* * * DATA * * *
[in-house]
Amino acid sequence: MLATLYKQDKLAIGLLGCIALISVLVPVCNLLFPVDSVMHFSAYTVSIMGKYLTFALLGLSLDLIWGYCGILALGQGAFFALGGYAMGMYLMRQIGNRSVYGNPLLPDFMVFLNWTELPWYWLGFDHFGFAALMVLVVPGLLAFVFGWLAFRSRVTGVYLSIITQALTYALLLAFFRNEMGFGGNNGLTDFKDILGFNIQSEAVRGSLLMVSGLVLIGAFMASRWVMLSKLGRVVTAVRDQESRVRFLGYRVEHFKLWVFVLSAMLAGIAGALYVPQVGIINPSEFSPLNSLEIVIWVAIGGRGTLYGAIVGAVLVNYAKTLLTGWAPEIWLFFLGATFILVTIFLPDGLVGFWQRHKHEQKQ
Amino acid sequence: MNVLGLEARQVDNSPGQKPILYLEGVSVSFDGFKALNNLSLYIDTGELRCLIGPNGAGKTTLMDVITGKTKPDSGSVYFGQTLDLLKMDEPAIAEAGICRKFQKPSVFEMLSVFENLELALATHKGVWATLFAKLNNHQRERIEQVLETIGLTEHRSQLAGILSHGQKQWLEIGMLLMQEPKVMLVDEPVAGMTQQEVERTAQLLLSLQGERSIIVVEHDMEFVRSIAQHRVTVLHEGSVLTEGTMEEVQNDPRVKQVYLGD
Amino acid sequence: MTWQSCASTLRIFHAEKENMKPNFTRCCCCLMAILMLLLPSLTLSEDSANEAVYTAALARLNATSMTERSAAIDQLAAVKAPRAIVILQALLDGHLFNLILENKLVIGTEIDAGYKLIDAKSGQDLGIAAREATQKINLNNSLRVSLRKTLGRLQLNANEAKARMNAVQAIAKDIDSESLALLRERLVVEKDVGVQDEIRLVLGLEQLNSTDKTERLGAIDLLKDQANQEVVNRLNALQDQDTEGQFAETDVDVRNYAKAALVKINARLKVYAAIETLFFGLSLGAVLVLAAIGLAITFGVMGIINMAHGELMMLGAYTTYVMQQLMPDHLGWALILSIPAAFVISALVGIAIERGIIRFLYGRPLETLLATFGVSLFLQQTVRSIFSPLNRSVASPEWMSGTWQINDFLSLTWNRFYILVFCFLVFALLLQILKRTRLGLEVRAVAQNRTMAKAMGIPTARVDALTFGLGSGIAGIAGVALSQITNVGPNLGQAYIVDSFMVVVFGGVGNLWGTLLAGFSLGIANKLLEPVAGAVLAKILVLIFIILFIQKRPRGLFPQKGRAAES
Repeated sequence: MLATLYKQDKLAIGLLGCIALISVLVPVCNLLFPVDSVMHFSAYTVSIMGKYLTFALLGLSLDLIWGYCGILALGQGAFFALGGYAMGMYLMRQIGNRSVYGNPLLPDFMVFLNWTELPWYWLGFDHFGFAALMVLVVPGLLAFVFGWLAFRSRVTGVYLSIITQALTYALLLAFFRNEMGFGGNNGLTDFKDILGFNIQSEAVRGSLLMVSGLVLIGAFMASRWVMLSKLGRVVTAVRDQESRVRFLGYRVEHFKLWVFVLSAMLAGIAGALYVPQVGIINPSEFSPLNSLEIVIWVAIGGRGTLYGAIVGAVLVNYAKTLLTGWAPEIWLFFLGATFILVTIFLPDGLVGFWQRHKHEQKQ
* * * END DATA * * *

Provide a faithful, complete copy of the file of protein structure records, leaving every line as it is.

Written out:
[in-house]
Amino acid sequence: MLATLYKQDKLAIGLLGCIALISVLVPVCNLLFPVDSVMHFSAYTVSIMGKYLTFALLGLSLDLIWGYCGILALGQGAFFALGGYAMGMYLMRQIGNRSVYGNPLLPDFMVFLNWTELPWYWLGFDHFGFAALMVLVVPGLLAFVFGWLAFRSRVTGVYLSIITQALTYALLLAFFRNEMGFGGNNGLTDFKDILGFNIQSEAVRGSLLMVSGLVLIGAFMASRWVMLSKLGRVVTAVRDQESRVRFLGYRVEHFKLWVFVLSAMLAGIAGALYVPQVGIINPSEFSPLNSLEIVIWVAIGGRGTLYGAIVGAVLVNYAKTLLTGWAPEIWLFFLGATFILVTIFLPDGLVGFWQRHKHEQKQ
Amino acid sequence: MNVLGLEARQVDNSPGQKPILYLEGVSVSFDGFKALNNLSLYIDTGELRCLIGPNGAGKTTLMDVITGKTKPDSGSVYFGQTLDLLKMDEPAIAEAGICRKFQKPSVFEMLSVFENLELALATHKGVWATLFAKLNNHQRERIEQVLETIGLTEHRSQLAGILSHGQKQWLEIGMLLMQEPKVMLVDEPVAGMTQQEVERTAQLLLSLQGERSIIVVEHDMEFVRSIAQHRVTVLHEGSVLTEGTMEEVQNDPRVKQVYLGD
Amino acid sequence: MTWQSCASTLRIFHAEKENMKPNFTRCCCCLMAILMLLLPSLTLSEDSANEAVYTAALARLNATSMTERSAAIDQLAAVKAPRAIVILQALLDGHLFNLILENKLVIGTEIDAGYKLIDAKSGQDLGIAAREATQKINLNNSLRVSLRKTLGRLQLNANEAKARMNAVQAIAKDIDSESLALLRERLVVEKDVGVQDEIRLVLGLEQLNSTDKTERLGAIDLLKDQANQEVVNRLNALQDQDTEGQFAETDVDVRNYAKAALVKINARLKVYAAIETLFFGLSLGAVLVLAAIGLAITFGVMGIINMAHGELMMLGAYTTYVMQQLMPDHLGWALILSIPAAFVISALVGIAIERGIIRFLYGRPLETLLATFGVSLFLQQTVRSIFSPLNRSVASPEWMSGTWQINDFLSLTWNRFYILVFCFLVFALLLQILKRTRLGLEVRAVAQNRTMAKAMGIPTARVDALTFGLGSGIAGIAGVALSQITNVGPNLGQAYIVDSFMVVVFGGVGNLWGTLLAGFSLGIANKLLEPVAGAVLAKILVLIFIILFIQKRPRGLFPQKGRAAES
Repeated sequence: MLATLYKQDKLAIGLLGCIALISVLVPVCNLLFPVDSVMHFSAYTVSIMGKYLTFALLGLSLDLIWGYCGILALGQGAFFALGGYAMGMYLMRQIGNRSVYGNPLLPDFMVFLNWTELPWYWLGFDHFGFAALMVLVVPGLLAFVFGWLAFRSRVTGVYLSIITQALTYALLLAFFRNEMGFGGNNGLTDFKDILGFNIQSEAVRGSLLMVSGLVLIGAFMASRWVMLSKLGRVVTAVRDQESRVRFLGYRVEHFKLWVFVLSAMLAGIAGALYVPQVGIINPSEFSPLNSLEIVIWVAIGGRGTLYGAIVGAVLVNYAKTLLTGWAPEIWLFFLGATFILVTIFLPDGLVGFWQRHKHEQKQ